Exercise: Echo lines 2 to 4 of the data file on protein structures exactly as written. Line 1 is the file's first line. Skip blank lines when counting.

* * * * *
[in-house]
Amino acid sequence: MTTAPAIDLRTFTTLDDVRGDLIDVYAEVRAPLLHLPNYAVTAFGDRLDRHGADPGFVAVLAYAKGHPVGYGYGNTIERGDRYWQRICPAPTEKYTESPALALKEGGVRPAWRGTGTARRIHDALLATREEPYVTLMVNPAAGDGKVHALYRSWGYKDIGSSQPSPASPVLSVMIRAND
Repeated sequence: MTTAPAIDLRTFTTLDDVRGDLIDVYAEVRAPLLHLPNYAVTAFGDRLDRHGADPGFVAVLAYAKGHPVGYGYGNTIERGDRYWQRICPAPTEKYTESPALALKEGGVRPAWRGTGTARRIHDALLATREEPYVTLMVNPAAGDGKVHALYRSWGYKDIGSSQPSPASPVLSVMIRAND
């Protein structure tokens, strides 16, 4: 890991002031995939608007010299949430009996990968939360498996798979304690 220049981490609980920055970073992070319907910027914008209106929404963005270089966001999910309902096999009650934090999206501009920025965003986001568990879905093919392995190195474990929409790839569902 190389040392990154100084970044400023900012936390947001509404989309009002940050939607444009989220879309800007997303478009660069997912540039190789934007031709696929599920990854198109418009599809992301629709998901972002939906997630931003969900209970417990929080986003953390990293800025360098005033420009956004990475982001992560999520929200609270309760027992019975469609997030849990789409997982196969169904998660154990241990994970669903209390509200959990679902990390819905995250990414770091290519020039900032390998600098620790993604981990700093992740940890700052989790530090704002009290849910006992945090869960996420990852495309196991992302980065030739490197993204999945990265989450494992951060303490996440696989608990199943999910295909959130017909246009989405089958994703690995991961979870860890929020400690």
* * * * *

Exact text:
Amino acid sequence: MTTAPAIDLRTFTTLDDVRGDLIDVYAEVRAPLLHLPNYAVTAFGDRLDRHGADPGFVAVLAYAKGHPVGYGYGNTIERGDRYWQRICPAPTEKYTESPALALKEGGVRPAWRGTGTARRIHDALLATREEPYVTLMVNPAAGDGKVHALYRSWGYKDIGSSQPSPASPVLSVMIRAND
Repeated sequence: MTTAPAIDLRTFTTLDDVRGDLIDVYAEVRAPLLHLPNYAVTAFGDRLDRHGADPGFVAVLAYAKGHPVGYGYGNTIERGDRYWQRICPAPTEKYTESPALALKEGGVRPAWRGTGTARRIHDALLATREEPYVTLMVNPAAGDGKVHALYRSWGYKDIGSSQPSPASPVLSVMIRAND
């Protein structure tokens, strides 16, 4: 890991002031995939608007010299949430009996990968939360498996798979304690 220049981490609980920055970073992070319907910027914008209106929404963005270089966001999910309902096999009650934090999206501009920025965003986001568990879905093919392995190195474990929409790839569902 190389040392990154100084970044400023900012936390947001509404989309009002940050939607444009989220879309800007997303478009660069997912540039190789934007031709696929599920990854198109418009599809992301629709998901972002939906997630931003969900209970417990929080986003953390990293800025360098005033420009956004990475982001992560999520929200609270309760027992019975469609997030849990789409997982196969169904998660154990241990994970669903209390509200959990679902990390819905995250990414770091290519020039900032390998600098620790993604981990700093992740940890700052989790530090704002009290849910006992945090869960996420990852495309196991992302980065030739490197993204999945990265989450494992951060303490996440696989608990199943999910295909959130017909246009989405089958994703690995991961979870860890929020400690």